Running inference with Syntiant TinyML board

Hello, I’m trying to run my own EI model using the Syntiant firmware and example provided here:

It looks like the model is good, and I flashed the firmware, adding the model to the firmware from github. However, looking at the Serial output, it doesn’t look like it is performing inference (or looping):

Starting Syntiant TinyML
Initializing SD card...initialization done.
Enabling battery charging mode
Running in Bridge Modesetup for audio done
Loaded configuration
Inferencing settings:
	Interval: 0.0625 ms.
	Frame size: 15488
	Sample length: 968 ms.
	No. of classes: 3
Starting inferencing, press 'b' to break

Has anyone seen this before? Any suggestions on how to get inference working on the Syntiant TinyML board? I believe I also saw this behavior with the default stop/go firmware.


OK, making progress! It turns out the upload script only uploads the sketch bin file and not the NN bin file (ei_model.bin) so that’s why it wasn’t performing inference. Once I borrowed the firmware loader bat file (just replacing the firmware and model files with my own) I have the board running inference.

What I’m trying to do is play a wav file once a keyword is spotted. I have the code working correctly as a standalone sketch, but when I try to put it into the on_classification_changed method, the code hangs. I’m wondering if there is a timing/mutex thing that is preventing the wav file from playing. Any suggestions? For example, here is what i have in my code:

void on_classification_changed(const char *event, float confidence, float anomaly_score) {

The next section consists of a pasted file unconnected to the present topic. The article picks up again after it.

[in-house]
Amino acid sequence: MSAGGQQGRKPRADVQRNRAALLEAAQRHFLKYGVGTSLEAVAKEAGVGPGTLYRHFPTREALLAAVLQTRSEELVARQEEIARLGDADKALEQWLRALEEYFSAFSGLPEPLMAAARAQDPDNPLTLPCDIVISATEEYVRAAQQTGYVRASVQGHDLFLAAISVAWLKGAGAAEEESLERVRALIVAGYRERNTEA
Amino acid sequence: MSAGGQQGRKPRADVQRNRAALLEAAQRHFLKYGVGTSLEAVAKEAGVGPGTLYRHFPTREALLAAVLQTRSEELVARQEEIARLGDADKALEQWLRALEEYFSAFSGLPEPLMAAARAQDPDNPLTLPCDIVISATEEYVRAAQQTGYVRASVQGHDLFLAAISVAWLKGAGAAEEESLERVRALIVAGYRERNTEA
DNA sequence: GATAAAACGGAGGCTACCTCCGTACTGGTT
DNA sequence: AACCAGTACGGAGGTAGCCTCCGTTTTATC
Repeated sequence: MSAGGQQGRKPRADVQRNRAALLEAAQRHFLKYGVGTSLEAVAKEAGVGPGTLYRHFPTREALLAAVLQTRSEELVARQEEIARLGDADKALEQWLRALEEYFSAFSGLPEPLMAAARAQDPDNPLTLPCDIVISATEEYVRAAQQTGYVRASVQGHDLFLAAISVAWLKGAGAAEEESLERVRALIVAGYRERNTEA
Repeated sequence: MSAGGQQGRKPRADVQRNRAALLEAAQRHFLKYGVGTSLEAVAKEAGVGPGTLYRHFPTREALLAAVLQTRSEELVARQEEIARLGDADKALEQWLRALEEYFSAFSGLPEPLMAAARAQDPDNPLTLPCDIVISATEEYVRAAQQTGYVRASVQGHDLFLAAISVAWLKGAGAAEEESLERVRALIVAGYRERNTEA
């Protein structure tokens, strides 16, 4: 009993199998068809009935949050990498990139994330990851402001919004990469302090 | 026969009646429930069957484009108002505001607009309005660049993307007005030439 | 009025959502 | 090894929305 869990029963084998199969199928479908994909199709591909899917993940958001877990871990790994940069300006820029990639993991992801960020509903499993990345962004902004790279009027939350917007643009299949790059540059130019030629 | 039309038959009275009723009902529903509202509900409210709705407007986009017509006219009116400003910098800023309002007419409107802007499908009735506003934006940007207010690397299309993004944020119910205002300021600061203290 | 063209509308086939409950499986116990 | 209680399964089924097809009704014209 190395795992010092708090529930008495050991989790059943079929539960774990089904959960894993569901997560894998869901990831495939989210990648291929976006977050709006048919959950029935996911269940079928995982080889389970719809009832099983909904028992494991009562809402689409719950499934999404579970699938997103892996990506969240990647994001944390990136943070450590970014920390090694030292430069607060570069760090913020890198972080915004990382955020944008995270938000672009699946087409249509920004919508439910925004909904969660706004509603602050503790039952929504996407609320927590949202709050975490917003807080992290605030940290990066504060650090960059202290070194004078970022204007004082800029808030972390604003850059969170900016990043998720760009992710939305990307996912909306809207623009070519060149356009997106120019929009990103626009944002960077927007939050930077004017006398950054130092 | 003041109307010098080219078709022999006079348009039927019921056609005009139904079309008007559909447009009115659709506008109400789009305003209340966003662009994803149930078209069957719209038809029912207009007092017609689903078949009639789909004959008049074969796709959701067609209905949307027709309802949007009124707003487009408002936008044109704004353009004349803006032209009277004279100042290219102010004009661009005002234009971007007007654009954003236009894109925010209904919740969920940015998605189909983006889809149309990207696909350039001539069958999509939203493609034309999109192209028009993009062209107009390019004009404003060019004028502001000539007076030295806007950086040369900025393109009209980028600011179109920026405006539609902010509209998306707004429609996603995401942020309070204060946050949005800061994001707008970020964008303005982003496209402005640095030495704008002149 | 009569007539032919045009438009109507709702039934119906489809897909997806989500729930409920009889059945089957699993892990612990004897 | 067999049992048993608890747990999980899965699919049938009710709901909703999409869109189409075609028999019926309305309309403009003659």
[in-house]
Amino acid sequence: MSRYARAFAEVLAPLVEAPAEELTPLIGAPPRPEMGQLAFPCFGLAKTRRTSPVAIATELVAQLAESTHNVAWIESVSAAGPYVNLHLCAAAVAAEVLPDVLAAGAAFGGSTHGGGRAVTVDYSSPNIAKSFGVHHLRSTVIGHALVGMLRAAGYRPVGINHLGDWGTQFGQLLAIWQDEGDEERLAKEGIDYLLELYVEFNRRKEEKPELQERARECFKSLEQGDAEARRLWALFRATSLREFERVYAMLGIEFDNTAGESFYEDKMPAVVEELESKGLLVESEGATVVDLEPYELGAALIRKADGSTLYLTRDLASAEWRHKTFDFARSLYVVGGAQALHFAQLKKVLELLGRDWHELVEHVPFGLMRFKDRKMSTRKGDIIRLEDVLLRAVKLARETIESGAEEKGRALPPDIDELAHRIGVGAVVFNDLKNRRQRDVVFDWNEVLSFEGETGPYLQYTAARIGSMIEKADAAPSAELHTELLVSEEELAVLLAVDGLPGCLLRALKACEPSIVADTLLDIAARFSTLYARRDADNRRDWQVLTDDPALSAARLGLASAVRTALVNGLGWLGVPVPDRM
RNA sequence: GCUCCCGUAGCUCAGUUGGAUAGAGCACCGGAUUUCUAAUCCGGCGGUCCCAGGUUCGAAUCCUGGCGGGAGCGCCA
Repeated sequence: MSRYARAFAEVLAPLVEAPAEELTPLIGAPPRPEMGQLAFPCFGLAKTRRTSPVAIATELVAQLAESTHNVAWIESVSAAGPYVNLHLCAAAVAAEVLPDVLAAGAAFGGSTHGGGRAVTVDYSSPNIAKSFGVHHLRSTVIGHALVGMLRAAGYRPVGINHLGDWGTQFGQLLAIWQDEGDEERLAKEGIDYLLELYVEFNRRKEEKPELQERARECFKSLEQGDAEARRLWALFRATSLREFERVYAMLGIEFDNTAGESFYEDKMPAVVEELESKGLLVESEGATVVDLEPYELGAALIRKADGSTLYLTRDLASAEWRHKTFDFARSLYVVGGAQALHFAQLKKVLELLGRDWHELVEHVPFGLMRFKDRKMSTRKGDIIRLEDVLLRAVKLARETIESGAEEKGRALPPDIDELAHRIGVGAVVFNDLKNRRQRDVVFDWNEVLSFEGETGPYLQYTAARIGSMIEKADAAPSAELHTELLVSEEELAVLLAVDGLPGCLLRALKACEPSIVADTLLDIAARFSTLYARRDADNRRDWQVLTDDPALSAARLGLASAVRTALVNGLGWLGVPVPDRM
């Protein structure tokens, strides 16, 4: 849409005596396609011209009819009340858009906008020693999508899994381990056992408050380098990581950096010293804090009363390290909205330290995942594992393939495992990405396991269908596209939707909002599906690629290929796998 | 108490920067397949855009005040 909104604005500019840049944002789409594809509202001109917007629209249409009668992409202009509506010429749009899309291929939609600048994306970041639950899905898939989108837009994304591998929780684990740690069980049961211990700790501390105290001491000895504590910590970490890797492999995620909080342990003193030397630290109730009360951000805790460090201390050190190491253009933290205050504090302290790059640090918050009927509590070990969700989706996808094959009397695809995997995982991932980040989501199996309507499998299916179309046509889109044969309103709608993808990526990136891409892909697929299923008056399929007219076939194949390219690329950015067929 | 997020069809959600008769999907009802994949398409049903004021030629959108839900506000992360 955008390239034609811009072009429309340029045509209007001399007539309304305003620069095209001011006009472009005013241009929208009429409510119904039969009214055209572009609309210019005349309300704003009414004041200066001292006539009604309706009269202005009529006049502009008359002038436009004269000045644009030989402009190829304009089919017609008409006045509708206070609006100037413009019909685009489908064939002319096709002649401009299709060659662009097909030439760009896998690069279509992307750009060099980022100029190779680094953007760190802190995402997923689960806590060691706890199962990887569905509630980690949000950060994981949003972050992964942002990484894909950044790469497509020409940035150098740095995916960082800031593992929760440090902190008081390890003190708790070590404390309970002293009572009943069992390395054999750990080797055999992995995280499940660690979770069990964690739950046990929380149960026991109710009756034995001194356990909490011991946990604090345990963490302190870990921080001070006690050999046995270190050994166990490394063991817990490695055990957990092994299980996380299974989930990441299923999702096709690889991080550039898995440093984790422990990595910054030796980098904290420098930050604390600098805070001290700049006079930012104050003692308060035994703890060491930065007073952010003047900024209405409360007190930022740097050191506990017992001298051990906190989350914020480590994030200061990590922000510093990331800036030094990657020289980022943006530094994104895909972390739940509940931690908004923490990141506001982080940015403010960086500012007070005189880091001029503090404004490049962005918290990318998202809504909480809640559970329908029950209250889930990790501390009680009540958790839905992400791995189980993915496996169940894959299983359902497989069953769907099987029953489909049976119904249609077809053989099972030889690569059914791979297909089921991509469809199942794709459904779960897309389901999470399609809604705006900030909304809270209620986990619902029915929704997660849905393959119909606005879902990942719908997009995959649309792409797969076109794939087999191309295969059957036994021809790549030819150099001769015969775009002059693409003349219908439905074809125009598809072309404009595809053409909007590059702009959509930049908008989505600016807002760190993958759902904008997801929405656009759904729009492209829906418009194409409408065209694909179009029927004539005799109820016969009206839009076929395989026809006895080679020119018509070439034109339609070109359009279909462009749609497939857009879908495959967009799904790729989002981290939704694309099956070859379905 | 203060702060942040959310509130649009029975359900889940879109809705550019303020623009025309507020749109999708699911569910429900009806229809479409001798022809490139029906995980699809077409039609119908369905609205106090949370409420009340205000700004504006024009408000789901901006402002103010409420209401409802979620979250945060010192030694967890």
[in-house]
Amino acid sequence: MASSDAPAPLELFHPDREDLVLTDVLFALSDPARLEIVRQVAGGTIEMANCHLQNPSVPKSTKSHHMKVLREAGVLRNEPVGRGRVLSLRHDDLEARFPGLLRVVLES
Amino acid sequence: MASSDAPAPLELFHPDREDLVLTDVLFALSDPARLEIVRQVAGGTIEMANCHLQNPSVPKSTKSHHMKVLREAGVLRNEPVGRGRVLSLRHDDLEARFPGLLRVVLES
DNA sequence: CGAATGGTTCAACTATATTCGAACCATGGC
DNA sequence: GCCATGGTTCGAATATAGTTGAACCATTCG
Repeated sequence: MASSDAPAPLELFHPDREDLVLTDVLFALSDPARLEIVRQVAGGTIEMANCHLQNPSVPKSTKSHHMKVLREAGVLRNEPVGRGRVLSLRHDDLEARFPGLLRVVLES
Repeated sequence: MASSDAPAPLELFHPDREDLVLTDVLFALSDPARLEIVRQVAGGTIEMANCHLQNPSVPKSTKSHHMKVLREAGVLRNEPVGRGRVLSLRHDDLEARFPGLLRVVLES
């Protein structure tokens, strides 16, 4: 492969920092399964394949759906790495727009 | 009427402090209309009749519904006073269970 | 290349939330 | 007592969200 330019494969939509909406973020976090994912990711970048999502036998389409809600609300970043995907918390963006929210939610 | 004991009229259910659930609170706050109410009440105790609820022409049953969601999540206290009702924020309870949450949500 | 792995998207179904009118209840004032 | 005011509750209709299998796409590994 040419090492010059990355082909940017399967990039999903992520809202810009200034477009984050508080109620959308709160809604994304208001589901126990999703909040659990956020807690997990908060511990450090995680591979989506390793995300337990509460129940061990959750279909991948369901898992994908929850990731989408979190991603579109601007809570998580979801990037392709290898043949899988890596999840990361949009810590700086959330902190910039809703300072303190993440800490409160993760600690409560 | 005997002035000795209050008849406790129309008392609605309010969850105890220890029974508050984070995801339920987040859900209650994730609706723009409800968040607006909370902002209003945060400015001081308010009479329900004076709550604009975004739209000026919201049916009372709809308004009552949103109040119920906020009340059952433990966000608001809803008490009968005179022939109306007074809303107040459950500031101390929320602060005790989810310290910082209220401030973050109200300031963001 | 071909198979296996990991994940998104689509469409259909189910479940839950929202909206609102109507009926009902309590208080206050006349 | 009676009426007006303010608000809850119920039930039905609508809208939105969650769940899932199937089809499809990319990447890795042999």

if (strcmp(event, "breathe") == 0) {
        // Toggle LED
        digitalWrite(LED_RED, HIGH);
        Serial.println("Playing breathe!");
        myFile1 ="breathe2.wav", FILE_READ);

Any suggestions would be appreciated!

Hi @jlutzwpi,

That’s a good question. The Syntiant library has indeed a periodic timer to control LEDs. You could try to disable it before ei_classification_output is called in the syntiant.cpp file:

ei_classification_output(match -1);


Hi Aurelien, thanks for the suggestion. It looks like I’m getting the same behavior. I did some more debugging and it looks like the hang up is in the audio code timer interrupt registers:

void AudioZeroClass::tcConfigure(uint32_t sampleRate)
	// Enable GCLK for TCC2 and TC5 (timer counter input clock)


	// Set Timer counter Mode to 16 bits

	// Set TC5 mode as match frequency


	TC5->COUNT16.CC[0].reg = (uint16_t) (SystemCoreClock / sampleRate - 1);
	while (tcIsSyncing());
	// Configure interrupt request
	NVIC_SetPriority(TC5_IRQn, 0);

	// Enable the TC5 interrupt request

        //*** code is hanging here ***
	TC5->COUNT16.INTENSET.bit.MC0 = 1;
	while (tcIsSyncing());

The strange thing is that this code runs standalone. When I try to integrate it with the Edge Impulse firmware, it hangs up. Guessing it’s an issue between the EI firmware timer and the audio timer? Any SAMD21 register experts that you are aware of? Thanks!

So it looks like the timer is still running, only the interrupt’s callback is disabled. I’ve checked a bit more the SAMDtimer library used by Syntiant and using timer4.enable(false) instead may do the trick.

If you are in touch with Syntiant, their support may be able to help on this as well.


Aurelien, thanks! Yes, I tried the timer4.enable(false) as well and same behavior. I am tagging up with Syntiant later today so I’m hoping they may have an idea.


I got some scaled down code from Syntiant that eliminates the interrupt register conflict. Write-up (with link to public project) is here. Thanks for everyone’s help!